So, if I am not meek, then what am I? Jesus’ teaching makes me become a question to myself. Rather than declaring myself blessed, I ask for mercy, because I am not the blessed. Rather than asking to be sought out or listened to, I would rather seek out and listen to those who are nearly impossible to see. I need to see rather than be seen. In an age of pictures, opinions, rationales, posts, likes, subcultures, logos, brands, bylines, and buzzwords, Jesus’ words here tear down rather than construct. I am not. Or maybe, I need to learn from those who don’t quite have an “I am”, or whose “I am” sits like Lazarus being licked by the dogs. Rather than build a temple to myself, should I not search under every stone to find the meek, the blessed, sitting just outside the gate? These are the ones who possess the Kingdom, and these are the ones that are our blessed.


Darius Abyecto
Polymath, zenarchist and all around monkey wrencher. My passions include reading the fine print, making lists, and the Bourse du Travail. I always learn from the mistakes of others who take my advice. Currently pursuing a PhD in the architecture of pits and wells.

Crank Up the Hypocrisy

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A snarky take on Christian hypocrisy

Snarky Faith 1/31/17

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A rundown of all you need to know about Christian hypocrisy in regards to Trump’s refugee ban. With theological hypocrisy wildly slapping about in a politically fueled haze, how people of faith should respond? We’ll delve into scripture for answers and fire a few warning shots at some of the culprits (*cough cough* Franklin Graham). Buckle your seat belts and crank up the hypocrisy… it’s going to be a fun ride. We’ve also got What’s Good? What’s Bad? chronicling the interweb’s best and worst of the week. Join us as we skewer through life, culture, and spirituality in the face of a changing world.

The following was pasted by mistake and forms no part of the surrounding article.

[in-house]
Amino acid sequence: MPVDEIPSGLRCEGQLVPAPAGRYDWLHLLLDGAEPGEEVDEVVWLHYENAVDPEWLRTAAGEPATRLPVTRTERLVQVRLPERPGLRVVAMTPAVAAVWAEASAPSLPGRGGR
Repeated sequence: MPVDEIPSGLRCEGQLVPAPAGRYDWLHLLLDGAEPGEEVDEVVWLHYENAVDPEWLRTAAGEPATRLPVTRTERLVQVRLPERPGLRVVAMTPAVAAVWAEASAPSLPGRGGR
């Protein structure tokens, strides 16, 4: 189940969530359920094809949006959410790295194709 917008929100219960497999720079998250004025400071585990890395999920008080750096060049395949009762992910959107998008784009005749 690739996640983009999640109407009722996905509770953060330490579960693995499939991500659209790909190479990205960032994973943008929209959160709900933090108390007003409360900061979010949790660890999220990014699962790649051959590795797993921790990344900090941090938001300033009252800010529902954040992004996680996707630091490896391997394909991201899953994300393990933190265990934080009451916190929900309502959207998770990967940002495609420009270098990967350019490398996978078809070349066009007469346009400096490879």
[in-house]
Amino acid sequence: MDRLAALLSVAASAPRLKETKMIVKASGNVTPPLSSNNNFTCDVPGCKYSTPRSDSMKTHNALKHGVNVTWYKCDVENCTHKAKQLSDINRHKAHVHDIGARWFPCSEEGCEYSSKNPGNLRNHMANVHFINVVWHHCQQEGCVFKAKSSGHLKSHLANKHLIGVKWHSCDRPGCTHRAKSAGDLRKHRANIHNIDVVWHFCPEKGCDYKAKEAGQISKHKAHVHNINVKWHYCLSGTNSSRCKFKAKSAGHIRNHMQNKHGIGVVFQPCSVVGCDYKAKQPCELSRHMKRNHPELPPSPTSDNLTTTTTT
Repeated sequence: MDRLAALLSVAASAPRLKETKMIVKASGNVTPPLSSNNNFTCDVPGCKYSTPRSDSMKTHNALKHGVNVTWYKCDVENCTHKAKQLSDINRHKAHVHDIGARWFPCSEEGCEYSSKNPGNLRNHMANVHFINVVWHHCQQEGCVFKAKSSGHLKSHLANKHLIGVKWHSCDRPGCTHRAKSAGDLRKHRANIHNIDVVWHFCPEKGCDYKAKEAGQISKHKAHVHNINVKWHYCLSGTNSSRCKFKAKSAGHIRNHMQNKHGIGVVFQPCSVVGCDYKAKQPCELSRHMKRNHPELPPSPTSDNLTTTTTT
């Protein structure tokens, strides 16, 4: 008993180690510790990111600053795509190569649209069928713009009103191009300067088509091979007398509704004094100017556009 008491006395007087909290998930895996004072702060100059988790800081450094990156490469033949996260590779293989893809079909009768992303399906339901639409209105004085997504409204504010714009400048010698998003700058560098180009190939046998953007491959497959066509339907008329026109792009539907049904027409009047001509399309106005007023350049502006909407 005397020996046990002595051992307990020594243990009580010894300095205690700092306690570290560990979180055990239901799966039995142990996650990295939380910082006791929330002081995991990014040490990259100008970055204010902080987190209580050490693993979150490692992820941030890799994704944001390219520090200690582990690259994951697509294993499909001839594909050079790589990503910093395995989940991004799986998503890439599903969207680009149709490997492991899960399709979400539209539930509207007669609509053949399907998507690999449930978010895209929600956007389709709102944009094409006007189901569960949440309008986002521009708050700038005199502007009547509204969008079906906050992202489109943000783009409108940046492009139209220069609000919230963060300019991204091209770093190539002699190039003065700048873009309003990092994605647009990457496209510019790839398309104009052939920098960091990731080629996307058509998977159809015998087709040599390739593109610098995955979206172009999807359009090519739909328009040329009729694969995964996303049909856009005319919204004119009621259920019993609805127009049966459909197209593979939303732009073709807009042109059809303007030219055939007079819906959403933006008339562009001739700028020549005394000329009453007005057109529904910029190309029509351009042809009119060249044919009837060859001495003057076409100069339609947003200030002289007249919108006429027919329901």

Tune in and come along for the ride…



 

After the Protests

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A snarky take on protesting

Snarky Faith 1/24/17

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A rundown of all you need to know about protesting. Did the Women’s March on Washington accomplish anything? What do you do after the protests are over? We’ll delve into those topics and more as we look into the anatomy of a protest and also how people of faith should respond. We’ve also got What’s Good? What’s Bad? chronicling the interweb’s best and worst of the week. Join us as we skewer through life, culture, and spirituality in the face of a changing world.

Tune in and come along for the ride…